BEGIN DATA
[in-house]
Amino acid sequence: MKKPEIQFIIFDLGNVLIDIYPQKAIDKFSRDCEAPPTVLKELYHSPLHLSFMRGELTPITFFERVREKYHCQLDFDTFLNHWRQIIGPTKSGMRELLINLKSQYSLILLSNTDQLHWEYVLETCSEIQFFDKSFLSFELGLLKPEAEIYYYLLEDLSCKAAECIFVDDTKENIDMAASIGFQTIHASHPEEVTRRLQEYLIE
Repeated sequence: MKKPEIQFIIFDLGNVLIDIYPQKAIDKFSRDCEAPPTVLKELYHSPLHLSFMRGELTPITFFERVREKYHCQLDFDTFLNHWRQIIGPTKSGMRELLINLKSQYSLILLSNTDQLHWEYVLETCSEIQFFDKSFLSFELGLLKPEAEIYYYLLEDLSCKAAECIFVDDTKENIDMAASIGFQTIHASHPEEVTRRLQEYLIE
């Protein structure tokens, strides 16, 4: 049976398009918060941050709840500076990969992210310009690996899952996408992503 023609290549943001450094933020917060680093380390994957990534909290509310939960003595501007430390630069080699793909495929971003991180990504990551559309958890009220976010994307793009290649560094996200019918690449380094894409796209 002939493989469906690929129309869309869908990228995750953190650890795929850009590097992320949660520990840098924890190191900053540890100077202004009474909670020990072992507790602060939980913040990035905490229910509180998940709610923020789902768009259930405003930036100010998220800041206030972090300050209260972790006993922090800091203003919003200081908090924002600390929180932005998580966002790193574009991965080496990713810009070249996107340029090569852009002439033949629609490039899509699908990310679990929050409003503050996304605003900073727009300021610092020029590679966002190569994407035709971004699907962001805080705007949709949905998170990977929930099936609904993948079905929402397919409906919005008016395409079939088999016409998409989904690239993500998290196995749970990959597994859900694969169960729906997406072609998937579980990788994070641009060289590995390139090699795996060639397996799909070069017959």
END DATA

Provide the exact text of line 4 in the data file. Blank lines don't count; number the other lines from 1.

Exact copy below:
């Protein structure tokens, strides 16, 4: 049976398009918060941050709840500076990969992210310009690996899952996408992503 023609290549943001450094933020917060680093380390994957990534909290509310939960003595501007430390630069080699793909495929971003991180990504990551559309958890009220976010994307793009290649560094996200019918690449380094894409796209 002939493989469906690929129309869309869908990228995750953190650890795929850009590097992320949660520990840098924890190191900053540890100077202004009474909670020990072992507790602060939980913040990035905490229910509180998940709610923020789902768009259930405003930036100010998220800041206030972090300050209260972790006993922090800091203003919003200081908090924002600390929180932005998580966002790193574009991965080496990713810009070249996107340029090569852009002439033949629609490039899509699908990310679990929050409003503050996304605003900073727009300021610092020029590679966002190569994407035709971004699907962001805080705007949709949905998170990977929930099936609904993948079905929402397919409906919005008016395409079939088999016409998409989904690239993500998290196995749970990959597994859900694969169960729906997406072609998937579980990788994070641009060289590995390139090699795996060639397996799909070069017959």